Under 15 U.S.C. Section 1692f, using “unfair or unconscionable means” to collect a debt is illegal. It enumerates three activities pertaining to postdated checks:
1692f(2): The acceptance by a debt collector from any person of a check or other payment instrument postdated by more than five days unless such person is notified in writing of the debt collector’s intent to deposit such check or instrument not more than ten nor less than three business days prior to such deposit.
1692f(3): The solicitation by a debt collector of any postdated check or other postdated payment instrument for the purpose of threatening or instituting criminal prosecution.
1692f(4): Depositing or threatening to deposit any postdated check or other postdated payment instrument prior to the date on such check or instrument.
Can a Debt Collector Suggest that I Postdate a Check?
There are three provisions of the Fair Debt Collection Practices Act (FDCPA) that address the issue of postdated checks, but the bottom line is that it is legal for a debt collector to suggest that you provide a postdated check. Under 15 U.S.C. Section 1692f(2), if the check is dated more than five days in advance of the date you submit it, then the debt collector must give you three to ten business days’ notice that they’re going to deposit your check. In other words, if on June 1 you give the debt collector a check postdated to June 15, and the debt collector plans to deposit the check on June 15, then they need to send you a notification that they intend to do so between June 5 and June 12.
It’s important to note that this provision applies to physical checks, but also to preauthorized checks and electronic money transfers.
In Harris v. Atlantic Credit & Finance (U.S. District Court, Middle District of North Carolina, 1:18-cv-00270), a case that was ultimately settled out of court, the plaintiff said that she agreed to allow the debt collector to initiate an electronic funds transfer from her checking account every two weeks and gave them her bank account information. She alleged that the debt collector notified her more well in advance of withdrawing money from her account, violating the ten-day maximum outlined by the FDCPA.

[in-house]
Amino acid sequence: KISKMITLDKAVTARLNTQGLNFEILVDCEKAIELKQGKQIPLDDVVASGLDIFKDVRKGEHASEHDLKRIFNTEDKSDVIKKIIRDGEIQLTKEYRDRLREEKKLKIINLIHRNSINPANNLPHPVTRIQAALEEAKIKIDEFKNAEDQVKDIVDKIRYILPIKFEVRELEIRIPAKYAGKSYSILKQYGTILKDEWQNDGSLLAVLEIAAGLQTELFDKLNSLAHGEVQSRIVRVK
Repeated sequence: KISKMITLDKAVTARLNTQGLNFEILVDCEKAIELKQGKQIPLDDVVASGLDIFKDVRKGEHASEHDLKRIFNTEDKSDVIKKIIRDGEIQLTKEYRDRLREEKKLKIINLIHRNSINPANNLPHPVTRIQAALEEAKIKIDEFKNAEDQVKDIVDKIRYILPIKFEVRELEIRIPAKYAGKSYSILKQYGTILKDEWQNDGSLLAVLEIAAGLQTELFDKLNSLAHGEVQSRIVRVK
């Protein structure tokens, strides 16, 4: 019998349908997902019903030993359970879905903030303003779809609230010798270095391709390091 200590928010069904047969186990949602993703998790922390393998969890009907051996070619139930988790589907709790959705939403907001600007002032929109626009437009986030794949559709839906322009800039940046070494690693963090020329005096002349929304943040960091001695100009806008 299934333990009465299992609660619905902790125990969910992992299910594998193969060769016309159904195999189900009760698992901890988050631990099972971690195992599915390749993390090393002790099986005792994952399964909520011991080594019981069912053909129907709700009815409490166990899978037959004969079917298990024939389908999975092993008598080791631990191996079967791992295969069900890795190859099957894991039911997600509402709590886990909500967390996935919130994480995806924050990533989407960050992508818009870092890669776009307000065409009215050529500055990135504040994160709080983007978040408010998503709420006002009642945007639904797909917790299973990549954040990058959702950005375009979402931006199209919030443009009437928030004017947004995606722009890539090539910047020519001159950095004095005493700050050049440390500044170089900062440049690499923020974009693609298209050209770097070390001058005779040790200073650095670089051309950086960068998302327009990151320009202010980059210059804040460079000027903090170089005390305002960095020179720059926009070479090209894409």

If the debt collector deposits your postdated check prior to the date you wrote on the check – or threatens to deposit it – that is a violation of a different part of the FDCPA, namely Section 1692f(4).
Can a Debt Collector Make Me Provide a Postdated Check by Threatening Me?
Under 15 U.S.C. Section 1692f(3), a debt collector can’t intimidate you into giving them a postdated check or threaten you with criminal prosecution if your check bounces. One example of this is a debt collector pressuring you to send a postdated check when they don’t know whether or not you have funds in your account to cover the check. Then, when the debt collector receives the check, they intimidate you into covering that check rather than your other financial obligations by threatening to turn you over to prosecutors for violating check kiting laws.
It can be difficult to prove that you were threatened or intimidated. Fair debt attorneys who represent consumers in FDCPA lawsuits can prove a pattern of threatening calls or letters, or demonstrate that the debt collector has a track record of turning consumers in for writing postdated checks with insufficient funds. The attorneys can gather that information from their clients, local criminal prosecutions, and discussions with prosecutors.
Have You Been Asked By A Debt Collector To Postdate A Payment Check? Know Your Rights
If you’ve provided a debt collector with postdated checks or an authorization to withdraw money from your account and they haven’t provided you with timely, legally-mandated notices, Lemberg Law can help. Under the FDCPA, you can sue the debt collector and recover $1,000, along with your attorney fees and court costs.
Lemberg Law attorneys protect consumers from abusive debt collection agencies. If you are receiving unwanted collection calls at work, then you could have a case against the collection agency. Contact Lemberg Law at 844-685-9200 ☎ or complete our online form for a no-cost, no-obligation consultation.
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